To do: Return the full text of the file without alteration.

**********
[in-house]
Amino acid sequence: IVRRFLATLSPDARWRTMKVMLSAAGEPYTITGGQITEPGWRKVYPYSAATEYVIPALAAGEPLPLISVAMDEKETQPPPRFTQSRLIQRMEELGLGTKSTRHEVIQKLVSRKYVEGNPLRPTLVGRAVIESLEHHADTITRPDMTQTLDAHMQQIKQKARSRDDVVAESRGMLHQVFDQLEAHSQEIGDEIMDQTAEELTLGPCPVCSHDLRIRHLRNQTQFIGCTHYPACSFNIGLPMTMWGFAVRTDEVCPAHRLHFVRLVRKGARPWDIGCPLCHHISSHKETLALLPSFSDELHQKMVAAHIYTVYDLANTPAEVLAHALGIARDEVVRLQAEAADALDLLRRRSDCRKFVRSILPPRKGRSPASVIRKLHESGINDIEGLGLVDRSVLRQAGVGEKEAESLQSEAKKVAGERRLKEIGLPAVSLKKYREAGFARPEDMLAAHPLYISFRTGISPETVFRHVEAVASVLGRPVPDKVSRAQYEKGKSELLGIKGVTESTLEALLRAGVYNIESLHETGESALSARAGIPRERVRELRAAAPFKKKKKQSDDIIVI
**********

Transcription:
[in-house]
Amino acid sequence: IVRRFLATLSPDARWRTMKVMLSAAGEPYTITGGQITEPGWRKVYPYSAATEYVIPALAAGEPLPLISVAMDEKETQPPPRFTQSRLIQRMEELGLGTKSTRHEVIQKLVSRKYVEGNPLRPTLVGRAVIESLEHHADTITRPDMTQTLDAHMQQIKQKARSRDDVVAESRGMLHQVFDQLEAHSQEIGDEIMDQTAEELTLGPCPVCSHDLRIRHLRNQTQFIGCTHYPACSFNIGLPMTMWGFAVRTDEVCPAHRLHFVRLVRKGARPWDIGCPLCHHISSHKETLALLPSFSDELHQKMVAAHIYTVYDLANTPAEVLAHALGIARDEVVRLQAEAADALDLLRRRSDCRKFVRSILPPRKGRSPASVIRKLHESGINDIEGLGLVDRSVLRQAGVGEKEAESLQSEAKKVAGERRLKEIGLPAVSLKKYREAGFARPEDMLAAHPLYISFRTGISPETVFRHVEAVASVLGRPVPDKVSRAQYEKGKSELLGIKGVTESTLEALLRAGVYNIESLHETGESALSARAGIPRERVRELRAAAPFKKKKKQSDDIIVI